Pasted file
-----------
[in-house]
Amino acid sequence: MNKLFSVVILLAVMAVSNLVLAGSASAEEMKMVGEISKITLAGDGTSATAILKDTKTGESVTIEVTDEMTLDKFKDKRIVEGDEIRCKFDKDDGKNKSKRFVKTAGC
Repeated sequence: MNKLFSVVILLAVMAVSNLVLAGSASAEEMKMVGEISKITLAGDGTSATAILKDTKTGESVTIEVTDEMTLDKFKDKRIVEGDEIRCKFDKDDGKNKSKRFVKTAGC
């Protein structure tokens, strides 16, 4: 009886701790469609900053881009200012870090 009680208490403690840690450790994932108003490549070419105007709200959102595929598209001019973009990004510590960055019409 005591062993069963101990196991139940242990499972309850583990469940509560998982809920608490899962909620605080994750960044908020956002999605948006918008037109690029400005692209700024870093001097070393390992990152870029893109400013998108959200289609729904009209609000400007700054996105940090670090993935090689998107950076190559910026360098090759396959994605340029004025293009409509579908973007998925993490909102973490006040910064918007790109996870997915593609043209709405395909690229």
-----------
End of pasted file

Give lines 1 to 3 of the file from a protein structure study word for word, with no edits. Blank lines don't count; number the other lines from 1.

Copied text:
[in-house]
Amino acid sequence: MNKLFSVVILLAVMAVSNLVLAGSASAEEMKMVGEISKITLAGDGTSATAILKDTKTGESVTIEVTDEMTLDKFKDKRIVEGDEIRCKFDKDDGKNKSKRFVKTAGC
Repeated sequence: MNKLFSVVILLAVMAVSNLVLAGSASAEEMKMVGEISKITLAGDGTSATAILKDTKTGESVTIEVTDEMTLDKFKDKRIVEGDEIRCKFDKDDGKNKSKRFVKTAGC